Second, these maze hooks can hold the wire a little farther out from the wall than the typical hook does, so the picture can have more of a tendency to tilt downward since the top is farther from the wall than the bottom.  You may not care, but it this bothers you, a neat trick is to take two small pea-sized chunks of quake putty (the kind you use to stick small objects down to surfaces) and put one between each bottom corner and the wall.  This not only holds the bottom out from the wall and straightens the picture a bit, but it also has the added bonus of preventing the picture from tilting side to side.  You center it once, and it can even be a little bit off center, but the putty will hold the picture straight.

Now, what do you do if the frame doesn’t have picture wire?  Add some!  With most wooden frames, it’s simply a matter of taking two screw-eyes and screwing them into the wood.  Usually, no drilling is required.  You can just take a sharp metal object and punch a small starter hole, then put the screw eye’s sharp tip into that tiny hole and twist it with pliers to screw it in until the metal ring part is just about flush with the wood.  You don’t have to push, just twist and it will thread itself.  I typically break about 1 in 10 of the screw eyes in the process, and have to start again, so have more than you need.  Usually about 1/4 to 1/3 from the top is a good location.  If they are too high, then it will be harder to prevent the top of the plastic maze hook from showing; and if they are too low, the picture will hang at a strange angle and not be very stable.

What if the frame is not wood?  Frequently there are clips that are holding the frame together, and if they are strong enough, the picture wire can be attached directly to two of these clips.

There are some frames to which you simply can’t attach picture wire without glue.  I avoid these when I buy them in the first place.  For some smaller picture frames, like some very light-weight frames for 5x7 photos, I admit that I just hang them on normal hooks from whatever hole or hook is built into those frames, but only if they are light.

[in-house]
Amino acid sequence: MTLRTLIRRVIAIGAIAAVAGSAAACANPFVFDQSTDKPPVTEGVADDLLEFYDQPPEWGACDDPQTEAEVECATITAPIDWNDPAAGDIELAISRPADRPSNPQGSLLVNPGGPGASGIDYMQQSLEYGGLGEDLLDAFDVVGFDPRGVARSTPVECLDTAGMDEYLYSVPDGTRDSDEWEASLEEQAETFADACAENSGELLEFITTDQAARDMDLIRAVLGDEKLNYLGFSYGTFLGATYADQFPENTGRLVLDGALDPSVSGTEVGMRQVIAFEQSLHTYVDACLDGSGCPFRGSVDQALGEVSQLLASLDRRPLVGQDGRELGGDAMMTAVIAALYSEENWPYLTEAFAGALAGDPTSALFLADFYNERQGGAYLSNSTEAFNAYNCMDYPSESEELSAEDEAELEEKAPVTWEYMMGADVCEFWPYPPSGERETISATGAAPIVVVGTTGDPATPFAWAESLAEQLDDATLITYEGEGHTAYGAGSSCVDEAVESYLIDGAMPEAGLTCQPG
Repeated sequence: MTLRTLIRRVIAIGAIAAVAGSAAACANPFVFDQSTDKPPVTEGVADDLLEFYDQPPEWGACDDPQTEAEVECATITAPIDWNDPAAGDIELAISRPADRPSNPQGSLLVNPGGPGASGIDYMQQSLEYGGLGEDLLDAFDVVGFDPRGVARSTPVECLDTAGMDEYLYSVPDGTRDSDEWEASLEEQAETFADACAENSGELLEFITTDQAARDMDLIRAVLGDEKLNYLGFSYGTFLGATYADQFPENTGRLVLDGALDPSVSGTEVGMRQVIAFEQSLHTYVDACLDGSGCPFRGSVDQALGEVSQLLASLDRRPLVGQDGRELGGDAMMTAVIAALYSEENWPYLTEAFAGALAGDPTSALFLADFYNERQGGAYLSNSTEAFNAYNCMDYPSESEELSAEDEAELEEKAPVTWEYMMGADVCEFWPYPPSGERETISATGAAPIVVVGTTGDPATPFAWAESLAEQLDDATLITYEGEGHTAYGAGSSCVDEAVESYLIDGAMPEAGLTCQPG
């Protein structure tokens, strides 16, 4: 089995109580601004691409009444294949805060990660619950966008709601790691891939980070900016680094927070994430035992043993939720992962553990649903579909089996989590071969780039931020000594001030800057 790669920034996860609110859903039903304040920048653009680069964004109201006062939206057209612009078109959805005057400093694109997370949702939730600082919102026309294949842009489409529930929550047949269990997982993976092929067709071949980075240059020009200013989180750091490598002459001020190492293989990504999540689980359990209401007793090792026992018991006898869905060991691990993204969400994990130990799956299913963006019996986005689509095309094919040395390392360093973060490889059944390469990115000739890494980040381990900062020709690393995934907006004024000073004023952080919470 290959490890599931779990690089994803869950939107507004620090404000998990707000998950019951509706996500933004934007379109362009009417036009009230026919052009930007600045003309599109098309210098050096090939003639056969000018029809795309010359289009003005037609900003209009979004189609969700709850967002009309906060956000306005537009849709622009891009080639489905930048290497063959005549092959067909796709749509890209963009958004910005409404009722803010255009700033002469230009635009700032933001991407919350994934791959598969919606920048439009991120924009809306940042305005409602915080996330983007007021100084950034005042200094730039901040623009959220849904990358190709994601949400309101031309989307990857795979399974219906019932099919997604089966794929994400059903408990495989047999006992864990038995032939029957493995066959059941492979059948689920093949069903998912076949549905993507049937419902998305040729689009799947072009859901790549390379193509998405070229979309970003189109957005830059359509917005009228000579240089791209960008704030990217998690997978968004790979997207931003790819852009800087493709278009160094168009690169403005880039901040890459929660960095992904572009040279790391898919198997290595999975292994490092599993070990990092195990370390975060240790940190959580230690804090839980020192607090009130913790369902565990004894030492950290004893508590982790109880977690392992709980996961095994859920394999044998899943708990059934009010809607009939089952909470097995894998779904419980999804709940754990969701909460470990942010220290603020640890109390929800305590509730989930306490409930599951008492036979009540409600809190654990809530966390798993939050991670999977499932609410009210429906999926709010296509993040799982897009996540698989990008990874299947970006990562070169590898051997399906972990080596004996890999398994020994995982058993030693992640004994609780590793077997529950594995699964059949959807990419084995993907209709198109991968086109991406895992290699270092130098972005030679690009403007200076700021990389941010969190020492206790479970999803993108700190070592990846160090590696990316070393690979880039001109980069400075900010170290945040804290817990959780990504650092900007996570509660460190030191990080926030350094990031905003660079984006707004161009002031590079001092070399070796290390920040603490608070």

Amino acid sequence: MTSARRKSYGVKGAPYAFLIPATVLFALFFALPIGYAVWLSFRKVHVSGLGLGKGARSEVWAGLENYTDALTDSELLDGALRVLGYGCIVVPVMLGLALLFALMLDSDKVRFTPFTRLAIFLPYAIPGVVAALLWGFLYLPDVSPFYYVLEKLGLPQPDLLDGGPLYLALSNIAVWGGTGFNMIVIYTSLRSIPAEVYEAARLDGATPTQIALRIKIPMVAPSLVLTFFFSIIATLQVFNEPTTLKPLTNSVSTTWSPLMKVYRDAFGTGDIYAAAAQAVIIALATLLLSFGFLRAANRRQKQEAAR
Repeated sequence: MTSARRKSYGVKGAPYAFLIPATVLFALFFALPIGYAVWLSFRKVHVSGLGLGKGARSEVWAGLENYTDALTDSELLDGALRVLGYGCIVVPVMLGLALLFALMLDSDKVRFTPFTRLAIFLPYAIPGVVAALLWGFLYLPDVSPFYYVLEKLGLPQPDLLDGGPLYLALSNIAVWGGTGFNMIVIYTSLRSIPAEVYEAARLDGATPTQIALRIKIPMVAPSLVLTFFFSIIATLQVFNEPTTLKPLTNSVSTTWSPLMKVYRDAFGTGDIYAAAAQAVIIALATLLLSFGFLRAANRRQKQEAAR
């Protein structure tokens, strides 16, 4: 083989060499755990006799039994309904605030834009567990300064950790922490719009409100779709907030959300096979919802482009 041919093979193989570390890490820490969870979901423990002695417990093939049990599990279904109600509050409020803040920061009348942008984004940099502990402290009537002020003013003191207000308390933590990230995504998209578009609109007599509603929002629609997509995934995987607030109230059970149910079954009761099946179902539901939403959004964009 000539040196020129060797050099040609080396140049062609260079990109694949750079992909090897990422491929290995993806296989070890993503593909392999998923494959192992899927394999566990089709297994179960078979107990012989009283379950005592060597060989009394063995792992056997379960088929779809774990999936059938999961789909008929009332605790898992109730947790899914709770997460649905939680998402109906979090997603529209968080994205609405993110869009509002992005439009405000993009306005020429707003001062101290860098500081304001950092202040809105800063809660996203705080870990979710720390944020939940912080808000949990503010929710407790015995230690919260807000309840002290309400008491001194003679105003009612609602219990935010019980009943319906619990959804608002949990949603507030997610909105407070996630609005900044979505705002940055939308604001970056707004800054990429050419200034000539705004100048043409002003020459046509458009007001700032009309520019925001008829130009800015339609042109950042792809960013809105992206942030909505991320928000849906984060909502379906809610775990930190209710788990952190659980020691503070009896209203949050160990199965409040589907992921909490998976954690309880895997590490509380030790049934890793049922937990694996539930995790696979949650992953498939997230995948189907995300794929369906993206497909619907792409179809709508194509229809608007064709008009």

And don’t forget, you can always opt to post such small things directly on the wall without a frame.  That quake putty is really good for this also, a tiny bead behind each corner; or the 3M Command strips that have the pull tab for release; some of these are meant for posters.  Just make sure you do that in a way that allows you to have access to the pull tab in case you ever want to remove it!

By the way, one more thing about these hooks: in addition to the little diagonal nail hole for standard mounting, they also have a larger horizontal hole for screwing or bolting it into a wall stud.  This allows the hooks to be used for heavy objects.  I have a couple of gongs (about 2 feet diameter) hanging on the wall by cords (shown in the picture on the left), and the cords used to be in regular hooks but they currently are hanging from the maze hooks.  They are heavy enough that I wasn’t convinced that they would remain attached via that little nail, so I have screwed them into a metal wall stud using the large hole and fastened it with a toggle bolt (as the other photo shows, I painted over the bolt to make it match the plastic hook and the wall).  In a quake, those gongs aren’t going anywhere, unless the string breaks.

Remember, even with the maze hooks, please don’t hang heavy objects over the head of your bed, because if you have nailed it into drywall, that chunk of drywall could potentially fall apart if a quake is large enough; and even if you bolted it, nothing is foolproof!